Music has a way of making everything else disappear. In those moments, nothing else matters— not the job you wish you didn’t have to go back to, not the relationship that only brings you heartache, not the bills piling up at home. Music, especially live music—is a freeing experience. Now imagine if you could amplify that experience—wouldn’t you?
That’s exactly what the founders at San Francisco’s Envelop set out to do. “It’s a dream that I’ve had for a long time,” Christopher Willits, one of the nonprofit’s four founders and current director explains. “To make the best listening space in the world that [will] become a microscope for people’s focus and attention, which allows the power of music to be amplified.” Willits and his partners have successfully executed this dream by taking what is commonly perceived as high-quality listening experiences and enhancing them with spatial audio.
Spatial audio is, in essence, three-dimensional sound. “When we reproduce music, that music is reproduced on a flat plane—from a left and right stereo field,” Willits illustrates. “However, it’s an abstraction of how we actually hear. It’s like taking a three-dimensional architectural space and then flattening it. That’s what we’re essentially doing with music … when we’re putting it into a two-dimensional stereo field.”
To un-flatten the listening experience, Willits and his partners built eight massive columns that hold three speakers each, added four more speakers on the ceiling and four subwoofers on the corners of the octagon—surrounding the listener from every angle, and allowing the sound to fill the space. The eight columns are also embedded with LED lights, which create an atmospheric presence all its own when they synchronize with the auditory experience. These systems all live in their location at The Midway in San Francisco’s Dogpatch neighborhood.
Ambisonic technology elevates the Envelop experience above surround sound and other commercially available multidirectional audio arrays. Commercial surround sound is organized with primary sound sources in front of the listener, as well as layered rear channels. With ambisonic technology, on the other hand, every direction is treated equally. Willits and his cohort digitally map the sound pumping through their system and position it around the listener from numerous points of direction.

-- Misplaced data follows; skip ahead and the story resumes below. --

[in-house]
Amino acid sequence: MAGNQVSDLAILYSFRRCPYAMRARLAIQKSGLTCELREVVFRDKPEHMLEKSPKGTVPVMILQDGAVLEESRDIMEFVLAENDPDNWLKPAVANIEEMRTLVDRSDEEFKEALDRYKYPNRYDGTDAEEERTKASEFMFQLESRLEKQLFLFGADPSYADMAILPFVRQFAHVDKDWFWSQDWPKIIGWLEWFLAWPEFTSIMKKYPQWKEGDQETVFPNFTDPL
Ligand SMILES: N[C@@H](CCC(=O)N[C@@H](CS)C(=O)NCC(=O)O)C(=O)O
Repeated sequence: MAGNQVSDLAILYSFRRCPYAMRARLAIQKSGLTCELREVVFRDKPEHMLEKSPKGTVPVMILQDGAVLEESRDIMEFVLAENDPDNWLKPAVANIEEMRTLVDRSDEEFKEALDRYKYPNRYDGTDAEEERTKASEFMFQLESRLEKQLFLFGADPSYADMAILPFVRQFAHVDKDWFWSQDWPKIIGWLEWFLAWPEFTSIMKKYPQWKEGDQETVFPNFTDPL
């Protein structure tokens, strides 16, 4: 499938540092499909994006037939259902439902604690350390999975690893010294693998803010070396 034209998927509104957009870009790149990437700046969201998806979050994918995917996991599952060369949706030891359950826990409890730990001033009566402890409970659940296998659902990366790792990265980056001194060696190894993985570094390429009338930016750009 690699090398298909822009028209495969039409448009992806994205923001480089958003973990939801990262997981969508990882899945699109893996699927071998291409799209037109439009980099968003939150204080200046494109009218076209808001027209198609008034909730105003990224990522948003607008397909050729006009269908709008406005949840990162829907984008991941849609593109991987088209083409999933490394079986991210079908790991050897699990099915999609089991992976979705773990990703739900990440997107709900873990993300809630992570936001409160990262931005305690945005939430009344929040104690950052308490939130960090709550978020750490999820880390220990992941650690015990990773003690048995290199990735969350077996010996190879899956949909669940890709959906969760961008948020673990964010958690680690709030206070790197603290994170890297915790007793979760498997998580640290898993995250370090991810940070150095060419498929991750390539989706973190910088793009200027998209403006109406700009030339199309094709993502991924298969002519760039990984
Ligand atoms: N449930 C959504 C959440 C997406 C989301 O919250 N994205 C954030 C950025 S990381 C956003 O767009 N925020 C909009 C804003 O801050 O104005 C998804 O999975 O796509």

“Commercial surround sound is organized with primary sound sources in front of the listener, as well as layered rear channels. With ambisonics, on the other hand, every direction is treated equally.”
Envelop’s ambitions extend beyond the live arena as well. The nonprofit distributes the audio production tools that power their experience through the Ableton Live 10 Suite. Called Envelop for Live, the software allows producers to create spatial audio that’s scalable to different listening experiences, from a custom speaker setup to headphones. That Envelop for Live is currently free online means musicians have easy access to tools beyond multi-channel audio, whereas previously, this technology was expensive and hard to come by. Now anyone can explore the world of spatial sound.
These tools don’t just apply to music production—ambisonic spatial audio is already being used in virtual reality platforms. Envelop has put their own spin on the immersive experience, however, with spatial sound meditation and restorative yoga classes, ambient music performances, listening parties and Envelop Satellite—the complete eight tower system utilized at events and festivals. “As far as I know, we are the first company—the first organization, definitely the first nonprofit—that has taken this stuff out of academia and made public listening spaces,” Willits asserts. “Music is so powerful. Our mission is to amplify that connective power of music in the three-dimensional experience.”
Do You Hear What I Hear?
Our ability to perceive sound is extremely complex, but how does human hearing stand up to other creatures’ sonic abilities?
Human: We can hear a pretty modest ten meters away for whispers and up to one hundred meters distance if someone’s yelling. The peak range of a human’s sound frequency capacity is twenty hertz to twenty kilohertz.
Dog: Even though your dog might act like they don’t hear you sometimes, they can hear up to four times better than the average human after they’re about 21 days old. Dogs are born deaf but surpass human sonic ability quickly.
Cat: For all you dog people out there, this is one rivalry you can’t win. Cats have thirty different rotational muscles in their ears, so they hear every last word you say—and still choose to ignore you.
Elephant: Our perceptions of hearing are often based on what we hear with our ears, but elephants can hear with their feet, too. They can also utilize seismic waves to sense danger or send a warnings to others.
Greater Wax Moth: Our abilities are based on evolutionary need. For this little critter, predation is a problem, but with the capacity to sense frequencies of around three hundred kilohertz, this insect’s chances of survival increase.